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To great Apelles when young Ammon brought" The darling idol of his captive heart;

And the pleas'd nymph with kind attention sat, To have her charms recorded by his art:

The am’rous master own’d her potent eyes; Sigh’d when he look'd, and trembled as he drew :

Each flowing line confirm'd his first surprise, And as the piece advanc'd, the passion grew.

While Philip's son, while Venus' son was near,
What different tortures does his bosom feel !

Great was the rival, and the god severe:
Nor could he hide his flame, nor durst reveal.

The prince, renown'd in bounty as in arms,
With pity saw the ill-conceal’d distress;

Quitted his title to Campaspe’s charms,
And gave the fair one to the friend's embrace.

books, and medals, which at his death * (March 27, 1737), he bequeathed to his only brother Robert Howard, Bishop of Elphin, who transported them to Ireland. “Mr. Howard's picture was drawn by Dahl, very like, and published in mezzotinto about a year before his death. Howard himself etched from a drawing of Carlo Marati, a head of Padra Resta, the collector, with his spectacles on, turning over a large book of drawings.” * See Pliny's Natural History, B. 35. C. 10.

. He died in Pall-Mall, and was buried at Richmond. Walpole's Anecdotes, vol. iii. p. 156.

Thus the more beauteous Cloe sat to thee,
Good IIoward, emulous of the Grecian art:

But happy thou, from Cupid’s arrow free,
And flames that pierc'd thy predecessor's heart.

Had thy poor breast receiv'd an equal pain;
Had I been vested with the monarch's power;

Thou must have sigh'd, unlucky youth, in vain;
Nor from my bounty hadst thou found a cure.

Though to convince thee, that the friend did feel A kind concern for thy ill-fated care,

I would have sooth'd the flame I could not heal; Giv'n thee the world, though I withheld the fair

LOVE DISARMED.

BENEATH a myrtle's verdant shade
As Cloe half asleep was laid,
Cupid perch’d lightly on her breast,
And in that heav'n desir'd to rest:
Over her paps his wings he spread:
Between he found a downy bed,
And nestled in his little head.
Still lay the god: the nymph surpris'd,
Yet mistress of herself, devis'd
How she the vagrant might enthral,
And captive him, who captives all.

[graphic]

Her bodice half-way she unlac'd; About his arms she slily cast The silken bond, and held him fast. The god awak'd ; and thrice in vain He strove to break the cruel chain; And thrice in vain he shook his wing, Incumber'd in the silken string. Flutt’ring the god, and weeping said, Pity poor Cupid, generous maid, Who happen'd, being blind, to stray, And on thy bosom lost his way; Who stray’d, alas ! but knew too well, He never there must hope to dwell: Set an unhappy prisoner free, Who ne'er intended harm to thee. To me pertains not, she replies, To know or care where Cupid flies; What are his haunts, or which his way; Where he would dwell, or whither stray: Yet will I never set thee free : For harm was meant, and harm to me. Vain fears that vex thy virgin heart! I’ll give thee up my bow and dart ; Untangle but this cruel chain, And freely let me fly again. Agreed: secure my virgin heart: Instant give up thy bow and dart: The chain. I’ll in return untie; And freely thou again shalt fly.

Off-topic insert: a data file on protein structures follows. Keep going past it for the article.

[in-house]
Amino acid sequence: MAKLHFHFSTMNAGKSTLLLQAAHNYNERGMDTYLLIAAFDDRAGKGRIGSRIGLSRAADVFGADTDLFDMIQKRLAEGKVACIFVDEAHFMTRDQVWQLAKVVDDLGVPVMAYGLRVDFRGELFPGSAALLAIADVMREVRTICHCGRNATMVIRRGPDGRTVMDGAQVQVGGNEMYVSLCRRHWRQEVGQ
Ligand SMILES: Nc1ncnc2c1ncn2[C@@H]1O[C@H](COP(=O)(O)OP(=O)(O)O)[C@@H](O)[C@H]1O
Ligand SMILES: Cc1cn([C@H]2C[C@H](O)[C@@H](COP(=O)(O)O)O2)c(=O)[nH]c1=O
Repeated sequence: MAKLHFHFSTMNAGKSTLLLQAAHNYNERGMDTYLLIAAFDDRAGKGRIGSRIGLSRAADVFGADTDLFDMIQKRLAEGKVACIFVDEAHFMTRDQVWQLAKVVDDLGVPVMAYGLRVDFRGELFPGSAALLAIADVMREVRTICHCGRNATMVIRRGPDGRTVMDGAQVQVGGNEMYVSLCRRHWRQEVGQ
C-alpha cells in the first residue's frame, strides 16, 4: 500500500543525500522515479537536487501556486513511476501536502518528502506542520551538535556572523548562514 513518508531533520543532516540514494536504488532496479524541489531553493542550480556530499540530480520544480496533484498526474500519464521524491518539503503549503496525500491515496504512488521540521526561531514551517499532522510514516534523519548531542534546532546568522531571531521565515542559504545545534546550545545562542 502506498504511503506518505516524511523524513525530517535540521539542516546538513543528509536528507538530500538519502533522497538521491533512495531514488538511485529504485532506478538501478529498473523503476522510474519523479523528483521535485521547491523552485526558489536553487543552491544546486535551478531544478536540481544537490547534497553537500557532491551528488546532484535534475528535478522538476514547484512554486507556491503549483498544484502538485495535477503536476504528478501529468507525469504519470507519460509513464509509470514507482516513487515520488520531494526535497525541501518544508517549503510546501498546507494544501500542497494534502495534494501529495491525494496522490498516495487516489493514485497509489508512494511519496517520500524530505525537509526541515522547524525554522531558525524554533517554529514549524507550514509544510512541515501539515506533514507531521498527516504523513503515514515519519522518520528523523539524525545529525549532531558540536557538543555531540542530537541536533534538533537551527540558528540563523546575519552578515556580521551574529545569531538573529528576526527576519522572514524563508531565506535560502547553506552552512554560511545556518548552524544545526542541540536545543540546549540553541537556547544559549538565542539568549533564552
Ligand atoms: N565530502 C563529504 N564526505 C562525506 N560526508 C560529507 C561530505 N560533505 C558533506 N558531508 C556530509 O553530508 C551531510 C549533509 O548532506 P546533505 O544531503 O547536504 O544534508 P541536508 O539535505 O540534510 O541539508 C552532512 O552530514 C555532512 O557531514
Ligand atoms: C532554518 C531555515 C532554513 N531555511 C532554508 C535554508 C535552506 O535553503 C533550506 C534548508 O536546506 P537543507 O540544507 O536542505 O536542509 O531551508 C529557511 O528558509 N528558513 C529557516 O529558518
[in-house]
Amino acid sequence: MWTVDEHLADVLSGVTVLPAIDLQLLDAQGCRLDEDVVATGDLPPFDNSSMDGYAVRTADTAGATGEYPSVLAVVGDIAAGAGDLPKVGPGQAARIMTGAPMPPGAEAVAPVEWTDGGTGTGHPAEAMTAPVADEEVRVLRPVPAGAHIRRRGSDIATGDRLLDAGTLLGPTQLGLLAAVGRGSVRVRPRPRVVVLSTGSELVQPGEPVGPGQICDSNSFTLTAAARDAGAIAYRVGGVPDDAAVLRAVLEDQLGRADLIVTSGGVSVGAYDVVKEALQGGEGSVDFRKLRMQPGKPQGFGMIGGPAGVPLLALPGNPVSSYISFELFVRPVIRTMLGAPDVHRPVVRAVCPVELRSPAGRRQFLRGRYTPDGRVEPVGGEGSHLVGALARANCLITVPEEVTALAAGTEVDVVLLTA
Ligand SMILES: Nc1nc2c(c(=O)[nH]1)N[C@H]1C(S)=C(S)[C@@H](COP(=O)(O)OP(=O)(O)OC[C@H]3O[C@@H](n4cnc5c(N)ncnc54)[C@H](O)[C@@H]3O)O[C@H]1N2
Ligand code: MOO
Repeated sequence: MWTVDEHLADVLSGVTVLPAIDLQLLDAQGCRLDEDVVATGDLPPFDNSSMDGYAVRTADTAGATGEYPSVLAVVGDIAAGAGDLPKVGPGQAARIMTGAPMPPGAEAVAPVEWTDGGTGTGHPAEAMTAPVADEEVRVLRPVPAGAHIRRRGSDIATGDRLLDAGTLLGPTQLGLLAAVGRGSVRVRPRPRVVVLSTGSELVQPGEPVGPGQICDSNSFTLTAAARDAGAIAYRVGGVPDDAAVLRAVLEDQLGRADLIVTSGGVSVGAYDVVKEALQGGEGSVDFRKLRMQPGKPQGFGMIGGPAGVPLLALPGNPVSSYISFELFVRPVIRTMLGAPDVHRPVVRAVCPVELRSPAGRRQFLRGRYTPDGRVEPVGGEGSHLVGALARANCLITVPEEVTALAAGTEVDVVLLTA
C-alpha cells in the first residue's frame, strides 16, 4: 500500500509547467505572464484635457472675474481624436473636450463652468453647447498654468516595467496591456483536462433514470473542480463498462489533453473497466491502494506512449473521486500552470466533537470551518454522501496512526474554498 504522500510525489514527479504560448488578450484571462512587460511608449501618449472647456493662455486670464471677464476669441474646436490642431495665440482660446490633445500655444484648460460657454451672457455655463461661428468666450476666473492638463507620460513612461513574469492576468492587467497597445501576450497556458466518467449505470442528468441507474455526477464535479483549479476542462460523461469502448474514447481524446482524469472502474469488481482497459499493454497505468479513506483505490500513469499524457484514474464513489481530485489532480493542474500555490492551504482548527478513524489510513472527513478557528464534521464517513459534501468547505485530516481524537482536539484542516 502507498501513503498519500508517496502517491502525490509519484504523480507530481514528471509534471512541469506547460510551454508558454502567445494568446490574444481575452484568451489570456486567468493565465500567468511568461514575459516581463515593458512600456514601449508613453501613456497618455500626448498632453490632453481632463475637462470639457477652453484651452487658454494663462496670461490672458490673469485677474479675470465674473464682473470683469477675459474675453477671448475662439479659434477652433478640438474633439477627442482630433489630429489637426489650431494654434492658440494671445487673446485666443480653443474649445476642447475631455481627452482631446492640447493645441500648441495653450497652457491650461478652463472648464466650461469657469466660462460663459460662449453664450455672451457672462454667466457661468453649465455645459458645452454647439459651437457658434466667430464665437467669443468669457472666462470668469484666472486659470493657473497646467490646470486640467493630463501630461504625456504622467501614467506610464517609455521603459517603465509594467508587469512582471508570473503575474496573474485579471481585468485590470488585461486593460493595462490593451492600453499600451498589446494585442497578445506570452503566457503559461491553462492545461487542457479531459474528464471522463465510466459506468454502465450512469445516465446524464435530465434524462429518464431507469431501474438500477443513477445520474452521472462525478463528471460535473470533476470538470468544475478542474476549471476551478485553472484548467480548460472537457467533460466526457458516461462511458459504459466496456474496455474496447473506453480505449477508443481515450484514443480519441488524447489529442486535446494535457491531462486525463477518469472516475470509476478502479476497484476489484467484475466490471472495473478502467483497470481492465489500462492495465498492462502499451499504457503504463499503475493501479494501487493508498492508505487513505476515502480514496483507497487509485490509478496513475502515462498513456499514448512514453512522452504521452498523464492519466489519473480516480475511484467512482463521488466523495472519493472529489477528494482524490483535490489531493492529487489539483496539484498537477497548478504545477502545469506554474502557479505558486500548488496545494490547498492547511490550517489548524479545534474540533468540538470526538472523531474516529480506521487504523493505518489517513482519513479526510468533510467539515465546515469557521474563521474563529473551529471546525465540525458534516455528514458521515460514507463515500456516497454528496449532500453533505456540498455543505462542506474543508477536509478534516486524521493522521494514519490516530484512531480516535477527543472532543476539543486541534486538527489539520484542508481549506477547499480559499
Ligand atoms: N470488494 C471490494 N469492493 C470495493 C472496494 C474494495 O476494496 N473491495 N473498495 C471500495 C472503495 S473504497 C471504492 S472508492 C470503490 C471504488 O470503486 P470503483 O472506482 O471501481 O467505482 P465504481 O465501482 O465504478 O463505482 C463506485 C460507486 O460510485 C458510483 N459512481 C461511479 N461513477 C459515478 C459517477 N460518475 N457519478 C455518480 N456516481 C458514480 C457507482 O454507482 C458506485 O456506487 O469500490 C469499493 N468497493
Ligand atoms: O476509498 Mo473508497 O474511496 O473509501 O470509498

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Thus she the captive did deliver;
The captive thus gave up his quiver.
The god disarm’d, e'er since that day
Passes his life in harmless play:
Flies round, or sits upon her breast,
A little, fluttering, idle guest.

E’er since that day the beauteous maid
Governs the world in Cupid's stead;
Directs his arrow as she wills;
Gives grief, or pleasure; spares, or kills.

CLOE HUNTING.

BEIIIND her neck her comely tresses tied,
Her ivory quiver graceful by her side,
A-hunting Cloe went : she lost her way,
And through the woods uncertain chanc'd to stray,
Apollo passing by beheld the maid;
And, Sister, dear, bright Cynthia, turn, he said :
The hunted hind lies close in yonder brake.
Loud Cupid laugh'd, to see the god's mistake;
And laughing, cried, Learn better, great divine,
To know thy kindred, and to honour mine.
Rightly advis'd, far hence thy sister seek,
Or on Meander's bank, or Latmus' peak.
But in this nymph, my friend, my sister know :
She draws my arrows, and she bends my bow:

[graphic]

Fair Thames she haunts, and every neighb'ring
grove,
Sacred to soft recess, and gentle love.
Go, with thy Cynthia, hurl the pointed spear
At the rough boar, or chase the flying deer :
I and my Cloe take a nobler aim :
At human hearts we fling, nor ever miss the game.

CUPID AND GANYMEDE.

IN Heaven, one holiday, you read
In wise Anacreon, Ganymede
Drew heedless Cupid in, to throw
A main, to pass an hour, or so.
The little Trojan, by the way,
By Hermes taught, play’d all the play.
The god unhappily engag’d,
By nature rash, by play enrag’d,
Complain'd, and sigh'd, and cried, and fretted;
Lost every earthly thing he betted :
In ready-money, all the store
Pick'd up long since from Danaë's shower;
A snuff-box, set with bleeding hearts,
Rubies, all pierc'd with diamond darts;
His nine-pins made of myrtle wood
(The tree in Ida's forest stood);
His bowl pure gold, the very same
Which Paris gave the Cyprian dame;

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